Review: RuPaul’s Drag Race: Night of the Living Drag | 10.12.23, Stifel Theatre (with photo gallery)

Photo from RuPaul’s Drag Race: Night of the Living Drag by Jen Ruff

Drag in general came very late for me which is surprising. Being a teen of the ‘80s felt like everyone was just whatever they wanted to be. Madonna, Prince, Annie Lennox, Boy George, David Bowie, and every hair metal band made the play with androgyny so in your face that I guess I wasn’t caring when it entered pop culture again later. RuPaul’s Drag Race was 7 years or so in when I’d heard of the show from younger members of the family. It took a few more years to get any interest as I generally don’t like reality-type television.

One day though I did check out a YouTube performance and the artistry piqued my interest. So I started season one and binged through, appreciating the art but absolutely hating the encouraged “drama” aspect. Even though I was torn, I continued to watch almost begrudgingly because of the inner layer of artwork a lot of these ‘queens’ invested in their craft. What usually appeals to me though aren’t the “pageant” or beauty queen types, but the absolute freaks. That to me was where the true art was. The dare-to-be-different, the risqué, the envelope pushers—and none at the time were quite so standout as Yvie Oddly. It was the 11th season and once Yvie was making an entrance to the “Werk Room,” she already had my vote in hopes she’d win (she did!). While the art Yvie did definitely pushed the envelope, Yvie herself was hurting with every moment of the competition.

Yvie suffers with a connective tissue disorder called Ehlers–Danlos syndrome type 3, which means she doesn’t produce as much collagen. Seeing her struggles to perform in the competition and since have endured her even more. Upon seeing the host of the St. Louis performance aptly titled “Night of the Living Drag” was Yvie, I was not only excited to go to watch—being able to cover this night of creativity was more than special. Yvie came out immediately transporting us all into a freakish version of her Twilight Zone. As the hostess of the evening, she spent a bit of time in and out of a wheelchair which was part of a horror-themed show but internally those who know her story know she’s performing on much borrowed time.

Yvie hosted with elite comedy and was the only performer to perform her own singing/rapping fully live, without one piece of lip sync. A true gem. Among the queens performing were true royalty amongst drag performers. This season 11 host was joined by season 12 winner Jaida Essence Hall, who was the first winner having to compete during a pandemic. Jaida came out with her face in wraps—a nod to Twilight Zone episode classic “Eye of the Beholder”—but turned into a great performance of “Bongos” by Cardi B.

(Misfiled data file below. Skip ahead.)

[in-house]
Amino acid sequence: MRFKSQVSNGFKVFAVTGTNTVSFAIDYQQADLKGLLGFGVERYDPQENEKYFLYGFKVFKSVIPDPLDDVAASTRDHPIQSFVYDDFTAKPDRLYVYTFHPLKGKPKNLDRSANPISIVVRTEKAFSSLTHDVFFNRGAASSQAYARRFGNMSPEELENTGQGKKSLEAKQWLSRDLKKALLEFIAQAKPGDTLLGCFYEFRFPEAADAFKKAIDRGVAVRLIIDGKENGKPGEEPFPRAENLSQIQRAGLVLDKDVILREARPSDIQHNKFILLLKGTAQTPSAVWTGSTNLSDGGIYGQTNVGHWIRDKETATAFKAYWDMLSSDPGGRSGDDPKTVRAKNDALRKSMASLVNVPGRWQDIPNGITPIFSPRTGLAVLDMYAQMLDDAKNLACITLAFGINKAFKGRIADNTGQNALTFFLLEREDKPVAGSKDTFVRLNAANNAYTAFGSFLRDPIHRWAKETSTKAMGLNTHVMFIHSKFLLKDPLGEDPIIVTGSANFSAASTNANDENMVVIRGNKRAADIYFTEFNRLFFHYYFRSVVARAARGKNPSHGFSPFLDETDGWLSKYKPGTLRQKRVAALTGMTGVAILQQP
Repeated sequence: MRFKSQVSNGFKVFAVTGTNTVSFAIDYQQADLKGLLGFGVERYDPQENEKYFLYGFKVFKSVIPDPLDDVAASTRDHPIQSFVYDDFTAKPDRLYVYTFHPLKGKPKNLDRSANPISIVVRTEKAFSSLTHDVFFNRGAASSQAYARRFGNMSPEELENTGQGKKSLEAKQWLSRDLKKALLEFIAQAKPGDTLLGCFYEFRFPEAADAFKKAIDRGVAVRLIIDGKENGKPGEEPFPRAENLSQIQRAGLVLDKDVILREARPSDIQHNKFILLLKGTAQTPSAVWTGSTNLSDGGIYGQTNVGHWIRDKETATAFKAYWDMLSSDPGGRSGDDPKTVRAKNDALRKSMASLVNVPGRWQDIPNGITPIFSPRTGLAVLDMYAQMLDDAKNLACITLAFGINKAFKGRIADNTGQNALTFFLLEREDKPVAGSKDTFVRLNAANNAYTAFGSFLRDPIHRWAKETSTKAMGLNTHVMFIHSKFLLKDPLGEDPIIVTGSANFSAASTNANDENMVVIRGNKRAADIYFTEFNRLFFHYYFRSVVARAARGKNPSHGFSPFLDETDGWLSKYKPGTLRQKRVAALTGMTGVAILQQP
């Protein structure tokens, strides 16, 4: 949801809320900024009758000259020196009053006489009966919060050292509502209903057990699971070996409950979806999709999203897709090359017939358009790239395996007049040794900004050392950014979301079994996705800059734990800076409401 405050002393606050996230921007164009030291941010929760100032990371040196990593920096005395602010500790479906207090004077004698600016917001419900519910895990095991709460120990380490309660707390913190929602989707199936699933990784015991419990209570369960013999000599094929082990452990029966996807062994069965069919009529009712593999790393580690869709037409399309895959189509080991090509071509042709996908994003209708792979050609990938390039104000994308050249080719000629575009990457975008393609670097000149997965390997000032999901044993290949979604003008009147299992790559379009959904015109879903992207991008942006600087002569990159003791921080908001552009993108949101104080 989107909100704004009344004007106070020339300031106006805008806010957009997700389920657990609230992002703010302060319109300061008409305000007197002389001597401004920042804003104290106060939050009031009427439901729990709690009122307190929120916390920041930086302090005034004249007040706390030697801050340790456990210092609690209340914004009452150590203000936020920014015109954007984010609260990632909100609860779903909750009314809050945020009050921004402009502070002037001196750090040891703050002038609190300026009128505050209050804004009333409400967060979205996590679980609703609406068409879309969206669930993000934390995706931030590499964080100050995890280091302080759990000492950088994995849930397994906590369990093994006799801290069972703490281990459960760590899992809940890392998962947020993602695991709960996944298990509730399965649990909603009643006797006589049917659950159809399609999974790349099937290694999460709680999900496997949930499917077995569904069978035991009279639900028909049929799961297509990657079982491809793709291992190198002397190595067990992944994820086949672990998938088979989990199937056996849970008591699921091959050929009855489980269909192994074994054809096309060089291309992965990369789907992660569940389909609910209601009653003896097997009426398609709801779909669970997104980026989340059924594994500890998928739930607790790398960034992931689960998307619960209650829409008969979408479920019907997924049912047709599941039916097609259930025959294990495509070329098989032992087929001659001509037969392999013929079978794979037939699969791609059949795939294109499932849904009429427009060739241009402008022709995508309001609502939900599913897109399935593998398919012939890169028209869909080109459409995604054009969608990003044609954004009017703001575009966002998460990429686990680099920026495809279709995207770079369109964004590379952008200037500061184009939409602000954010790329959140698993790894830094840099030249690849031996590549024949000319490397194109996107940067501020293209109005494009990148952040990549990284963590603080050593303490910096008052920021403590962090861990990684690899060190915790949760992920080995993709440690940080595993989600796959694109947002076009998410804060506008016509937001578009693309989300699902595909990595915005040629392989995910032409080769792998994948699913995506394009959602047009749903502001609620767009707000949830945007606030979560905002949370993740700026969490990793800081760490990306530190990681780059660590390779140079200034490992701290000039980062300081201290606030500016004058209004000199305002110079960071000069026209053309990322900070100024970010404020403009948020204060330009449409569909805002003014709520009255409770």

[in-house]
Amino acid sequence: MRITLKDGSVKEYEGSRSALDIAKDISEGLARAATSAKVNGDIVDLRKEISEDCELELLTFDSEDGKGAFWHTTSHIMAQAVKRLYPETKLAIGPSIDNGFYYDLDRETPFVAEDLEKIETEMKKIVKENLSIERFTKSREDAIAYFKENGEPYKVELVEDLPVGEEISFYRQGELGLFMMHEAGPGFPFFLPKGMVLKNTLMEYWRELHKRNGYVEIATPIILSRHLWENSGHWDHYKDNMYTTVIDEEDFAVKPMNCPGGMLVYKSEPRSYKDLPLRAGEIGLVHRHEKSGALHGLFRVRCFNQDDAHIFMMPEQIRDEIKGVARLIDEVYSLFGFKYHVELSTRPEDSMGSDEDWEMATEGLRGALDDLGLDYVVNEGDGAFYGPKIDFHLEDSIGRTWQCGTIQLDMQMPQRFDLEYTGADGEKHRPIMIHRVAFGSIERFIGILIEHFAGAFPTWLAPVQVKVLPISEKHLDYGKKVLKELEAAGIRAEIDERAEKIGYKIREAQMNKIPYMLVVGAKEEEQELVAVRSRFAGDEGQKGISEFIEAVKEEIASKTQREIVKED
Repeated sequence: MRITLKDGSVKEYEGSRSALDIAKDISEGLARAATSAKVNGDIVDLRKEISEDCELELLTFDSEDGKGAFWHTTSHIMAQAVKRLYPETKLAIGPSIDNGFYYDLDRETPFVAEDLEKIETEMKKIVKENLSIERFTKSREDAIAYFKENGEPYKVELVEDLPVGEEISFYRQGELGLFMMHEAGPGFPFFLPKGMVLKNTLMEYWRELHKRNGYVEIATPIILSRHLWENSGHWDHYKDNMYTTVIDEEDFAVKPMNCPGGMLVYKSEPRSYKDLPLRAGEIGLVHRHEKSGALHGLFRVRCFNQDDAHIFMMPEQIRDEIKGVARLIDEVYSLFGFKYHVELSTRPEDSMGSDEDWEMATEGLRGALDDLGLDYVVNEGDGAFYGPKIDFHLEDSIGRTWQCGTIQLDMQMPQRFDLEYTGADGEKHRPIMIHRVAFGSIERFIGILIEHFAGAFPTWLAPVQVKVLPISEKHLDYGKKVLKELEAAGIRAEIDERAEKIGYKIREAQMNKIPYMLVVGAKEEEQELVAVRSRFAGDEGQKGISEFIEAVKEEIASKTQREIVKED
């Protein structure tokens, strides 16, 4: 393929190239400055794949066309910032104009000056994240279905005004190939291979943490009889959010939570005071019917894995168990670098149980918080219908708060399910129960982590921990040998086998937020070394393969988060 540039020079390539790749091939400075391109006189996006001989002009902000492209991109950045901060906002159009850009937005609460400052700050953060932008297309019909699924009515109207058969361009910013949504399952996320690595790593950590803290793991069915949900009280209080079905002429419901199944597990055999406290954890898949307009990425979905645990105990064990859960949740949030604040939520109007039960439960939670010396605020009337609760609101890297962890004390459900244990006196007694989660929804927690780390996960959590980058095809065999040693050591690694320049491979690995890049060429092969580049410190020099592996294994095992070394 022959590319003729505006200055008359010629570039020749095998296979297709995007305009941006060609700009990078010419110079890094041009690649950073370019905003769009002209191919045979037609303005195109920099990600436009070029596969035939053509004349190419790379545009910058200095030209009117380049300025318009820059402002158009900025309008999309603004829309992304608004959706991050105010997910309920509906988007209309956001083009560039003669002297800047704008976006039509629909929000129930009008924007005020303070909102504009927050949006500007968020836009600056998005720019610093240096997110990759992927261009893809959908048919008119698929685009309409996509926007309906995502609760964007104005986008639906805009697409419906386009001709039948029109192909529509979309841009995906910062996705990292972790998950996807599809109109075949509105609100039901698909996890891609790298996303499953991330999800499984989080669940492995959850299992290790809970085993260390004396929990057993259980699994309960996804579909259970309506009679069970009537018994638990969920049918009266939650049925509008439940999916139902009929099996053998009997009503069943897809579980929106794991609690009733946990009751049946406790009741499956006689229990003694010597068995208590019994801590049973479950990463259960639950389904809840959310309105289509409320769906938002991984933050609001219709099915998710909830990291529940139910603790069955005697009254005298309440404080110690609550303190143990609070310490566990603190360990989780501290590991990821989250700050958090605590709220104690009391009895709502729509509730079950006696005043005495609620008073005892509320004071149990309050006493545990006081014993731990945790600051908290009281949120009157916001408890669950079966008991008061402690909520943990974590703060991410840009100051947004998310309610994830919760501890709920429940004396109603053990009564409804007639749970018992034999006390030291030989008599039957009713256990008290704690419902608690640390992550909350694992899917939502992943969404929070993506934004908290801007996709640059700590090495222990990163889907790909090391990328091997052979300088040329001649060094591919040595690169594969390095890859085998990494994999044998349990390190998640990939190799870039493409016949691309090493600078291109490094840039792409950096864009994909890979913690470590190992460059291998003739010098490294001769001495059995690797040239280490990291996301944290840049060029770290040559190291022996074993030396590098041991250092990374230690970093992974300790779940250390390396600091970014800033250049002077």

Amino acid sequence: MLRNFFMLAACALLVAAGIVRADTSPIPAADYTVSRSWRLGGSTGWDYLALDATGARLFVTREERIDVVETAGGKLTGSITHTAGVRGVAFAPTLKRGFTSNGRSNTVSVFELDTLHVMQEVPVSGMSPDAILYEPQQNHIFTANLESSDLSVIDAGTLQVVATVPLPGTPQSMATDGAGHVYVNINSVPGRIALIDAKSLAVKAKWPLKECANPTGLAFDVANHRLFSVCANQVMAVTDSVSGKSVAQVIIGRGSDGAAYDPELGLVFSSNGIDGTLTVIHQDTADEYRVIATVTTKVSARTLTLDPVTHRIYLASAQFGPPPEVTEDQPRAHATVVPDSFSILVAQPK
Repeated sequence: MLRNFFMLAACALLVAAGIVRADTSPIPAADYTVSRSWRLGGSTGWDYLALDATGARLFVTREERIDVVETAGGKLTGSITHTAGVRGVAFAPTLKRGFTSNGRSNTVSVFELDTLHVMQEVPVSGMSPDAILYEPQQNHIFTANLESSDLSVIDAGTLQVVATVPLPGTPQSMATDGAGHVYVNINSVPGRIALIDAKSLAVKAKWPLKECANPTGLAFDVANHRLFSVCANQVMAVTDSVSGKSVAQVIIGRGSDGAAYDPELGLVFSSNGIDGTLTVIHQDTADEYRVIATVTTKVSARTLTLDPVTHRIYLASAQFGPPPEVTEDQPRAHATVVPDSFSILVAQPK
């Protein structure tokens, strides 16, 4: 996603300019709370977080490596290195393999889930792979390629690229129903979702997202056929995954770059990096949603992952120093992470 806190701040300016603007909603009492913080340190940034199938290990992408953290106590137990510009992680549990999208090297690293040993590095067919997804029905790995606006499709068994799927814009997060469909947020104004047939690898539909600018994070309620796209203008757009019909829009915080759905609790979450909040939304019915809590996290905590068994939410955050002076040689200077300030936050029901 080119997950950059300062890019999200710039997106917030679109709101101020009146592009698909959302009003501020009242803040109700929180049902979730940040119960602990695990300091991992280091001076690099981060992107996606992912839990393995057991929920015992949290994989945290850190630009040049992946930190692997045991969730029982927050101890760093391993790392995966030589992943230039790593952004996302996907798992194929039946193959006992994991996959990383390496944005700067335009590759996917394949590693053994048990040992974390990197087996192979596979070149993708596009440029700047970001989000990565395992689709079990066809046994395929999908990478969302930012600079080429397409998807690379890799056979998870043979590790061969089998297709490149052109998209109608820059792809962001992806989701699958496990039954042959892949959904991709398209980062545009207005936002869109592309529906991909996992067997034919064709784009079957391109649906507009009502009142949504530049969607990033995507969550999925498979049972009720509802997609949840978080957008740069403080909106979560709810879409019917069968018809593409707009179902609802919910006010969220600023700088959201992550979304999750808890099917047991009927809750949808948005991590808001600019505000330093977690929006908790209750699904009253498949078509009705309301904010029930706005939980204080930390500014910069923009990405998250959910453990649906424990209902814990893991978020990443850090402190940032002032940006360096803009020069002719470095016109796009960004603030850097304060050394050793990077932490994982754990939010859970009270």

But the night kicked off with an enchanting Angeria Paris Van Michaels taking the stage in a very voodoo priestess Marie LaVeau decadent dress and really turning it out to “Star Talk” by J3r3m3. Her energy was so flawless and what the evening needed to get off and popping. New Orleans vibes got us all into the theme of the show as she added cute but devilish voodoo dolls to the performance and ending it in a very African jazz and hip hop high note. 

Denali came out dressed as English royalty performing a period piece until it was time for her to get down. This season 13 superstar can do it all: drag, beauty, figure skating, and … figure skating? YES! And she left the stage an absolute icicle, tearing us all up.

Then the part of the show that I knew I’d not be ready for. From Canada’s Drag Race season 2 was (yet another) winner: Icesis Coutoure. Icesis has a unique and innate style that few if any could truly measure up to. The piece was otherworldly, beginning with a spoken word about our planet by Morgan Freeman and thennnnn—slinking to the stage in an apocalyptic queen-regaled outfit, reading out instructions to be better humans. Taken from the elevated platform by four hot male dancers, she launched into serving us “King of Hearts” by Kim Petras. She spoon-fed us all and we ate the cake.

Jorgeous was a huge start of season 14. So tiny but giving every ounce of creativity and performance made her a quick fan favorite of the show and inserted her into many performances worldwide. For this evening, she began with a soft and sexy slow number to “Only in My Dreams” by the Marias, but I knew there’d be more. She ended the piece tearing the house down to “Halloweenie IV: Innards” by Ashnikko, which is one of the top songs of 2022 and ‘23.

The final single act of the evening was Tayce, who is a Welsh drag queen from the UK’s spinoff of RuPaul’s Drag Race season 2.  In a barely there set of pasties and a thong, she absolutely crushed the performance to both “Attention” by Diamond Audio and “Eat Your Man” by Dom Dolla & Nelly Furtado.

The cast closed out the show by an ensemble number getting the last applause and every “YAS” we had left. It was a night of complete and satisfying freaky drag and definitely tricks and treats galore. | Diane Ruff

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